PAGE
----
And so, you know, Ronnie and I are in the midst of some fairly complicated conversations right now around uncertainties. And there are times where I question, why did we want to tackle the topic of uncertainty? Because it feels so heavy, but it's helpful to give perspective. And that's something that we, again, we value that you bring to these conversations. And so, we've previously talked about your background. And today we're going to talk about a couple of different aspects of uncertainty that loom in the nonprofit space right now, around the uncertainties of employee retention and the uncertainties of legislation and what's happening in those two areas.  

But as a jumping off point, something that I was hoping you might brief us on is something that's relatively new, or new at least from the last time that you appeared on the show. And that's your role with Chief. And I feel like Chief actually gives us a really good jumping off point in talking about organizational development and leadership practices. So, would you mind giving us a little bit of an overview of, as a founding member, your role as a part of Chief, what it does, its mission, etc.? Then that can help us get into some inside organization speak.  

Shannon: Absolutely. I'd love to talk about Chief. Chief is an organization of women and for women, ensuring that women rise into and stay in leadership positions, executive positions. And so from C-suite and senior leadership roles, the membership spans the country across all industries, all sectors. A lot of diversity of roles, a lot of diversity of perspectives. And just a fantastic, amazing group of women who are coming together to build each other up. And it's a wonderful resource to just put out all … there are truly no bad questions because everybody in this space within the community, our subject matter experts, have taken leadership roles in their fields. And there are lots of things we don't know about other areas. And so, being able to just reach out and share and learn from each other and create some of the construct to ensure that the women coming behind us have the same and greater opportunities than we do.  

Justin: And it's such a powerful community. And a community that I see so much of the content that you and others put out on LinkedIn about it. And, and it's inspiring to see groups come together with the intent of both sharpening each other and paving the way for those to come, right? The people that we're going to ultimately hand the baton off to. So, thank you for your part in that.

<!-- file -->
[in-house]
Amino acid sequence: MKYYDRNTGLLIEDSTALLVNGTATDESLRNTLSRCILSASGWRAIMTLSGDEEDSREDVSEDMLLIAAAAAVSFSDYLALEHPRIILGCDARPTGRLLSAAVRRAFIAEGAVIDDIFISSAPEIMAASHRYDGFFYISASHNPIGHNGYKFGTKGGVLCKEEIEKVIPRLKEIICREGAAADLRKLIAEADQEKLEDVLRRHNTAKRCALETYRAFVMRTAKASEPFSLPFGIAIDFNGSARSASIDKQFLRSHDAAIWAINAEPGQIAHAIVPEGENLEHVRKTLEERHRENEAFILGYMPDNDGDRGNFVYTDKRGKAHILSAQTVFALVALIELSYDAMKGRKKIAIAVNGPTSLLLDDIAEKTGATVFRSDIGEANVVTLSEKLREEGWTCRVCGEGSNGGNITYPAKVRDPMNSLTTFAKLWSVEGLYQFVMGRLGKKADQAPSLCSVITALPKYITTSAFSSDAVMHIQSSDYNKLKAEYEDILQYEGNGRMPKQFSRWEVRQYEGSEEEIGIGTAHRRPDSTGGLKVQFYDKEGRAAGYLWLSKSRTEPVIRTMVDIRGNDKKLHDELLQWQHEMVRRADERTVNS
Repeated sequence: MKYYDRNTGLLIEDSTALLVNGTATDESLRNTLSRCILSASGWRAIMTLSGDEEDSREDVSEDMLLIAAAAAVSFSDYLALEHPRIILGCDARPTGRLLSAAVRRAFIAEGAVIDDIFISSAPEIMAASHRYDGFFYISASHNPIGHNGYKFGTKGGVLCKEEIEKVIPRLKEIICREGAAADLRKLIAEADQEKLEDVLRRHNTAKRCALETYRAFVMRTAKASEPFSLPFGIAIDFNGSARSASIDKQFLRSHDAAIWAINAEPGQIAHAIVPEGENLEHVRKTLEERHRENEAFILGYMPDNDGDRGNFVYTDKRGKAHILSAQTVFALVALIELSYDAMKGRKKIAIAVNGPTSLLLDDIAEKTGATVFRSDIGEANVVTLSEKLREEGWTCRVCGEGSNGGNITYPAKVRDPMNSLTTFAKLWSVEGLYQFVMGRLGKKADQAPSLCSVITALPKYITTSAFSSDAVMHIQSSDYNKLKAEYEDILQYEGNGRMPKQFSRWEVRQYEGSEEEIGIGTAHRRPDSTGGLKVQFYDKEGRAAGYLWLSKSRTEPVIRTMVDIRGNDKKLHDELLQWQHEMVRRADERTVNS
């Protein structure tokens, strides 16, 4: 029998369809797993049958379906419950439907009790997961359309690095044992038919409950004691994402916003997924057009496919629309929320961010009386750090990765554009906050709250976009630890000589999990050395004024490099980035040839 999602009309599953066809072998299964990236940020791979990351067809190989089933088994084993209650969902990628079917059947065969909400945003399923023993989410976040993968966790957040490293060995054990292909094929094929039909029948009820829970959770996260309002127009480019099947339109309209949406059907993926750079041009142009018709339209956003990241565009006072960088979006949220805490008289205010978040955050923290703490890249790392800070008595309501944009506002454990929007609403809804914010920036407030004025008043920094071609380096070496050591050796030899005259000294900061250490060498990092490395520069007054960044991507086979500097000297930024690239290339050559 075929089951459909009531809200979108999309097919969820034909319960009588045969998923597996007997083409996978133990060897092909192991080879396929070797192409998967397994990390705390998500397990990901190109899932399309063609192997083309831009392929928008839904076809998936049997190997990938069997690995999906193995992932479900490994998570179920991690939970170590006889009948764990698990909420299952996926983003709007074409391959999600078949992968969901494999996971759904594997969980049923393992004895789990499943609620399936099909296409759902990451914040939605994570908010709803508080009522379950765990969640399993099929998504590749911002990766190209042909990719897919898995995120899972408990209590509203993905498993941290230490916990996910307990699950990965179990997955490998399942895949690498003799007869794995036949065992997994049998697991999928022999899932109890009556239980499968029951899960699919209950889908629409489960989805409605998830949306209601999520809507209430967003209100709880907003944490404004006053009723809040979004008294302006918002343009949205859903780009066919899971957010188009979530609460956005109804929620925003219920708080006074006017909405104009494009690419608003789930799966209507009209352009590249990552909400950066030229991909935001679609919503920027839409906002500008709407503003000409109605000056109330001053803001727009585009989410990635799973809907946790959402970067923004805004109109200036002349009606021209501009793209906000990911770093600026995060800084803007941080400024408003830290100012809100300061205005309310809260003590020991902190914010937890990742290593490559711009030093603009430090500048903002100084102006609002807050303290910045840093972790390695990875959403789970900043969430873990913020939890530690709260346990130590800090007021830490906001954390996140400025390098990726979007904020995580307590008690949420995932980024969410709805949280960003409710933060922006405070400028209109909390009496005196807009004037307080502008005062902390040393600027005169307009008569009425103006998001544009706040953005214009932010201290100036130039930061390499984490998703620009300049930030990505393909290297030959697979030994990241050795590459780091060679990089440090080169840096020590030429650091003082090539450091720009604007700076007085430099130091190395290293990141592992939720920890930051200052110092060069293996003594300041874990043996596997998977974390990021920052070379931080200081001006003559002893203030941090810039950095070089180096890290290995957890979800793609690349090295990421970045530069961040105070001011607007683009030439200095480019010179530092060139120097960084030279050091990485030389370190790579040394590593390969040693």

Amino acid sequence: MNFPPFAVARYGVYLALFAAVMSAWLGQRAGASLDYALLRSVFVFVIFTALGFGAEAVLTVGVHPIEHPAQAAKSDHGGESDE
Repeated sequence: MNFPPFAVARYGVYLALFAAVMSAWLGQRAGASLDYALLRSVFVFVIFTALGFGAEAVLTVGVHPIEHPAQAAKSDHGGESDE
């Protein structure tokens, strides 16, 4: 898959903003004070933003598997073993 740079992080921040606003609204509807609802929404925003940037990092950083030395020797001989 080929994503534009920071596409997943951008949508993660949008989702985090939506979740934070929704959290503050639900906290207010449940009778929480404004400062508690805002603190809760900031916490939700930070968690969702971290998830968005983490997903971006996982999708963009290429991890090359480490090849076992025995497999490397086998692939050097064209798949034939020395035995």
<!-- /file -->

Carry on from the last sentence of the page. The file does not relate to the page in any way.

Okay, so I was looking ... so the work, I think some of the work, certainly, with The Nonprofit Alliance and also some of the mindset and approach from Chief, it was helping me think about some of the employee retention challenges that we're facing just because it's kind of a big gnarly issue in the nonprofit space. And I was looking at an article from The NonProfit Times and the talent retention practices survey from Nonprofit HR, which is a D.C.-based organization. And so, the retention strategies most employed by organizations that responded to this study that Nonprofit HR put out were tied to benefits. 80% of respondents used benefits as a way of improving employee retention. Second was compensation. Third was learning and professional development. Fourth was culture. Fifth was engagement.  

And it kind of slides down the scale, you know, 80%, mid-seventies, low seventies, sixties, fifties in terms of the respondents. And it was so interesting that benefits is such a strong aspect of what people are doing to kind of combat or strengthen their bond with employees. Can you share a little bit of what you have seen and some of the things that are happening in the space that can help people strengthen their benefits or the way that they're connecting with their employees. And, you know, I know your answer, but like, there's things around benefits, there are things around professional development, there are things that people don't know about that can help as we're still in, maybe, the end of or the close-to-the-end of this great resignation era. Talk a little bit about that for us.  

Shannon: Sure, and there are, I mean, uncertainty, number one, probably uncertainty, number one. Two, three on your list are around how to attract staff, how to retain staff. And then as part of that, how to develop staff, right, because we don't want to just bring people in and say, like, oh, check the box, fill that seat, obviously. Part of retention is culture. And part of retention is that development, that professional development piece and the engagement, some of those other measures that you mentioned.